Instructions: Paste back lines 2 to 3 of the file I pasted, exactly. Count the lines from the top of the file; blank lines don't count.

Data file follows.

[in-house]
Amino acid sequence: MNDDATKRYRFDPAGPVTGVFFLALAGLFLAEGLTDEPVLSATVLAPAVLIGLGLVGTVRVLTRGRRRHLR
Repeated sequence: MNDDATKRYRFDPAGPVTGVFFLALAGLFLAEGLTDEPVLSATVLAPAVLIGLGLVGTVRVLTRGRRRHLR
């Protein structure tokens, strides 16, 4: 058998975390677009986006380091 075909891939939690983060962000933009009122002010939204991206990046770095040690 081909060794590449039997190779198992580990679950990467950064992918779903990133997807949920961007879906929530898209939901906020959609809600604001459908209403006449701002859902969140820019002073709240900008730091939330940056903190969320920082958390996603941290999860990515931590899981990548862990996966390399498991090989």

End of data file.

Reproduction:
Amino acid sequence: MNDDATKRYRFDPAGPVTGVFFLALAGLFLAEGLTDEPVLSATVLAPAVLIGLGLVGTVRVLTRGRRRHLR
Repeated sequence: MNDDATKRYRFDPAGPVTGVFFLALAGLFLAEGLTDEPVLSATVLAPAVLIGLGLVGTVRVLTRGRRRHLR